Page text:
Gavin Terry, Policy Manager at Alzheimer’s Society responds.
It was revealed today that a man with Alzheimer's has been paying hundreds of pounds a month for 'unnecessary' utilities and services.
Rachel Holdsworth realised that her uncle, 72, was making large payments while helping with his finances.
Gavin Terry, Policy Manager at Alzheimer’s Society said:
'Sadly we hear all too often about instances of people with dementia paying through the nose for services, and occasionally even being subject to deliberate exploitation, across a whole range of industries. But from our work with the Financial Services Industry and to develop a Dementia Friendly Financial Services Charter we do know that it isn’t always easy for staff to identify signs of vulnerability. For example, it’s hard to know if someone has dementia or reduced capacity over the phone and often customers don’t feel comfortable talking about their personal circumstances, or are at a stage of their condition where they are less likely to question things. Staff must be provided with training to give them awareness of these vulnerabilities so they can speak to customers appropriately and advise on deals that meet their needs.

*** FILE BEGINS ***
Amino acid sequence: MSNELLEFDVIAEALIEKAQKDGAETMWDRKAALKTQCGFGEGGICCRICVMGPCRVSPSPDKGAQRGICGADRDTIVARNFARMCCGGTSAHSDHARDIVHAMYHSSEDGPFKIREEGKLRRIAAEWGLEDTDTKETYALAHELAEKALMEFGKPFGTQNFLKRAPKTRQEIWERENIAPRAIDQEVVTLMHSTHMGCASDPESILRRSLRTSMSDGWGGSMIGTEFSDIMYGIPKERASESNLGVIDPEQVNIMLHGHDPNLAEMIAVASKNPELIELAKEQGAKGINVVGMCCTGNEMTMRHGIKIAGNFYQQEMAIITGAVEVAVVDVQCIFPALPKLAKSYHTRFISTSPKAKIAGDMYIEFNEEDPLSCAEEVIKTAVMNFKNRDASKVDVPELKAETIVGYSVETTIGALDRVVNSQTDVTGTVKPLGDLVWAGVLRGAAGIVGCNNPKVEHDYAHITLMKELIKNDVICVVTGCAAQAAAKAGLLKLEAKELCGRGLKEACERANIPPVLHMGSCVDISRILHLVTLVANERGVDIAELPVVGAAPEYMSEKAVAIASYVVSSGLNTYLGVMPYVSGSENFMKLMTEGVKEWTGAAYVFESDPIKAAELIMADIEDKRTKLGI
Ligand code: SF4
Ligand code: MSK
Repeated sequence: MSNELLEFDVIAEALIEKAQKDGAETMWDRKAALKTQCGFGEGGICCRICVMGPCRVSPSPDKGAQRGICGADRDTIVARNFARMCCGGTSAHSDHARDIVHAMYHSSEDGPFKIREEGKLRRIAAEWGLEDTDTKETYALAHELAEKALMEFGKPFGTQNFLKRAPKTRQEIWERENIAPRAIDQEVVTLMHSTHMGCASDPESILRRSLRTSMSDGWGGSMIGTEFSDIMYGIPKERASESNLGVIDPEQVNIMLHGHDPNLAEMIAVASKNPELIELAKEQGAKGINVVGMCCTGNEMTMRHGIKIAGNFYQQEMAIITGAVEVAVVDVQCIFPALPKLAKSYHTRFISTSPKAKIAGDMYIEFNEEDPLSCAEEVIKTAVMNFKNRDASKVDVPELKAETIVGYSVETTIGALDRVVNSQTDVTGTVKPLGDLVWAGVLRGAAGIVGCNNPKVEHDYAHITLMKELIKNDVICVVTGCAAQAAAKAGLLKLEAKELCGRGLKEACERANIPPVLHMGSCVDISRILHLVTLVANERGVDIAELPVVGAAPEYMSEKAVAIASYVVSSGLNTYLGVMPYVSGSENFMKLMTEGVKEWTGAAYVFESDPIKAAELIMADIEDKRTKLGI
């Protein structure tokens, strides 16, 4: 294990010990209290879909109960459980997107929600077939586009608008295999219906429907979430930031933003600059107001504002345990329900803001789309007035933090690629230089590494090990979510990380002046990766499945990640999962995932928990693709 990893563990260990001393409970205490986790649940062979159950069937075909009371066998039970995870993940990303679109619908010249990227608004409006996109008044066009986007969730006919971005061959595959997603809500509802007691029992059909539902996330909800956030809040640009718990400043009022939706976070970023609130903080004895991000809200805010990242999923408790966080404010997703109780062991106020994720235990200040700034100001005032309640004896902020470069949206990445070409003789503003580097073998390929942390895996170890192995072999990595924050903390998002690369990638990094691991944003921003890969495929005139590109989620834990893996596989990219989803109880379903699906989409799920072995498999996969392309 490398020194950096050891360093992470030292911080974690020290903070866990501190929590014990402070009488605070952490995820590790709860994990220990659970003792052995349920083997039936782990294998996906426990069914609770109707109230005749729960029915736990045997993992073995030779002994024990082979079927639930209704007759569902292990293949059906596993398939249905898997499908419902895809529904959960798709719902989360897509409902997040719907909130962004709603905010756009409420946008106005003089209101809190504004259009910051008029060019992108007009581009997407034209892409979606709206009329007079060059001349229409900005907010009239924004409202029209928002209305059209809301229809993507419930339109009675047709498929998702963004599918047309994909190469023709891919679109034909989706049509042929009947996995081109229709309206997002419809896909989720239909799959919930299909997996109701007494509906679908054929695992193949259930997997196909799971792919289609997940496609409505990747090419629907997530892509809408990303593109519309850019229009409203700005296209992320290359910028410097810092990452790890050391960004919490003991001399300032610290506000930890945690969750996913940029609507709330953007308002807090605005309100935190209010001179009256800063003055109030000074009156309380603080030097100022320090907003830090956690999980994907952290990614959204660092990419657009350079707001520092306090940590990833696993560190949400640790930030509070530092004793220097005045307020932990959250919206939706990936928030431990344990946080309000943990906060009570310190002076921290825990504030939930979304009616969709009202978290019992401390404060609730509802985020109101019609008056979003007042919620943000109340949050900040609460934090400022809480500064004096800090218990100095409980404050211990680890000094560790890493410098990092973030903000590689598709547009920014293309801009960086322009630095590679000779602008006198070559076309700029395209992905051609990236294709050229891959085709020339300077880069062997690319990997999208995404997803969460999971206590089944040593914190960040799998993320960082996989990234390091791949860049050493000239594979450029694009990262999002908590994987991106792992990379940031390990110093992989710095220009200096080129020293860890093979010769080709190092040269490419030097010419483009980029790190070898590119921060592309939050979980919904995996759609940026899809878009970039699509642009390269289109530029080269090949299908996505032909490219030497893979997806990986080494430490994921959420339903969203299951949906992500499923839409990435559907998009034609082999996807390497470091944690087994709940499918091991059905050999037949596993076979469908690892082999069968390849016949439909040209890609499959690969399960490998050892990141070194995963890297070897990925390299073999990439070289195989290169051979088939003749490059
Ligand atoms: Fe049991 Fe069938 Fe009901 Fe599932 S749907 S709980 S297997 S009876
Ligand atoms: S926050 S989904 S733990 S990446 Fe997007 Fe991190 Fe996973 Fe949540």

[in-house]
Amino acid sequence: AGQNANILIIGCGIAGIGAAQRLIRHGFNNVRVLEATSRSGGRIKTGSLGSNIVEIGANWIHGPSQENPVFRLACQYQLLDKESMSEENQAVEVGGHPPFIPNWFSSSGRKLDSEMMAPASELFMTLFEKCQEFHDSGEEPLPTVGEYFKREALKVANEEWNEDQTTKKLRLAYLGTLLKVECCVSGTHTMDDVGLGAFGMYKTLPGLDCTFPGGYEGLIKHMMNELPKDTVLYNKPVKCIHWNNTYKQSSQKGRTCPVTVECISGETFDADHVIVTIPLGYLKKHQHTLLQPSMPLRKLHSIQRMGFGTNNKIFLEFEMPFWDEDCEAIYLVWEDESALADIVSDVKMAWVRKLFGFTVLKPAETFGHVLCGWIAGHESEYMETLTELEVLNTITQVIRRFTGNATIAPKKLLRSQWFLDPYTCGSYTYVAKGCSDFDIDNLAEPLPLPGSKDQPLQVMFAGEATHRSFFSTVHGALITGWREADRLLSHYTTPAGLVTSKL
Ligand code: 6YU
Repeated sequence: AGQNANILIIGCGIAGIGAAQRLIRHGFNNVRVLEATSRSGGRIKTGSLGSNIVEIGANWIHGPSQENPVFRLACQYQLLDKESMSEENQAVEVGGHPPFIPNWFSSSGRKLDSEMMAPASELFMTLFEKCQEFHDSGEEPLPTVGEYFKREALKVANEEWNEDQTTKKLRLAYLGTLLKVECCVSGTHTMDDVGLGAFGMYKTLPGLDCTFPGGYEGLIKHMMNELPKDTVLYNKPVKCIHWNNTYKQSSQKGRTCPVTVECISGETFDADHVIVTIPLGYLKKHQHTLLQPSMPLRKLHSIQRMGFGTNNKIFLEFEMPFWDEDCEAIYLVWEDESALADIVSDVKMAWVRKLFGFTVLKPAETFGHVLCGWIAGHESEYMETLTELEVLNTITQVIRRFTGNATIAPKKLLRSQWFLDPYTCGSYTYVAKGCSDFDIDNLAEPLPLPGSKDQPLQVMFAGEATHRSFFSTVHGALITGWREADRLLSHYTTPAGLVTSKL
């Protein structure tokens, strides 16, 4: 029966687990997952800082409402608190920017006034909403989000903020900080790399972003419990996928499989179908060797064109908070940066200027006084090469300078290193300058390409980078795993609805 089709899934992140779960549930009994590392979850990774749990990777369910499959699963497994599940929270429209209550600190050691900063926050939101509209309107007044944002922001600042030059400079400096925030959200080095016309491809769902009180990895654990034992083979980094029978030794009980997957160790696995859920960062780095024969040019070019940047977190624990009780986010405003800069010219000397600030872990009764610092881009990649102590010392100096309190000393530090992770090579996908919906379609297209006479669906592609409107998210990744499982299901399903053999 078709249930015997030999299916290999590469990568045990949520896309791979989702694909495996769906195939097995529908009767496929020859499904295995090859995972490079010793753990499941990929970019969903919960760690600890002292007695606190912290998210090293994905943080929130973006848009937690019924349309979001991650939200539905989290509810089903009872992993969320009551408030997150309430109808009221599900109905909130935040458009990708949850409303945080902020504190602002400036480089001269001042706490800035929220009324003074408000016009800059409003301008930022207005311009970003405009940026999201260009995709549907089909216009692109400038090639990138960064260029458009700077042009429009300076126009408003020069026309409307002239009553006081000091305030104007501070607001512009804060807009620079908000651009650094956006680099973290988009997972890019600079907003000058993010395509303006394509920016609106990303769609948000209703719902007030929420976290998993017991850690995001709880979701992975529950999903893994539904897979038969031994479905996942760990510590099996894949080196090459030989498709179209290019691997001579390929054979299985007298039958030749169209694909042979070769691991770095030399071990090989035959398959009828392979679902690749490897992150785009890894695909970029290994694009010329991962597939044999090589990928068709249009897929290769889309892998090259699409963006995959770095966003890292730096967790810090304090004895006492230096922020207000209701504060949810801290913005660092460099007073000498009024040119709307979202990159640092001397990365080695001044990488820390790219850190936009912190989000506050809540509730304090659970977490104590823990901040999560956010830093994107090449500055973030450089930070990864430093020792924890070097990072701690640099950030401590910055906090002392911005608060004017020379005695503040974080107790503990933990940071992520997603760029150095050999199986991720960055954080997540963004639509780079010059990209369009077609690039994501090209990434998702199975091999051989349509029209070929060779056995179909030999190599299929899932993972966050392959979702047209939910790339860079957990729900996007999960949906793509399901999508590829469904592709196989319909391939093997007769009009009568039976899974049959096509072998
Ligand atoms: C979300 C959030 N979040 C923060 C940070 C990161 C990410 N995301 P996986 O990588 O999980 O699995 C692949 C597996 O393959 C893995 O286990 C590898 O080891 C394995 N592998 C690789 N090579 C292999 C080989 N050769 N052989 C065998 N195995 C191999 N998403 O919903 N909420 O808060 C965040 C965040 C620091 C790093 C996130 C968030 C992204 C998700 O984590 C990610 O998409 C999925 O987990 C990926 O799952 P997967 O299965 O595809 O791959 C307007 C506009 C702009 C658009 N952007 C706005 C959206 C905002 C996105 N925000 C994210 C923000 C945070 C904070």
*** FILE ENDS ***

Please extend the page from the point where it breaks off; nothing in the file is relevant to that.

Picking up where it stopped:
'Currently, some companies are overly dependent on customer inertia, and so don’t review or renegotiate the cost and provision of services. People with dementia are even less likely to proactively do this, and we hear of the variable success carers and relatives have when they do this on their behalf, dependent on whether they have the authorisation to do so either verbally or through an Lasting Power of Attorney. Anyone who suspects mis-selling or exploitation can report it to Trading Standards.'
Sky has apologised and said it hopes to find a better deal for her uncle.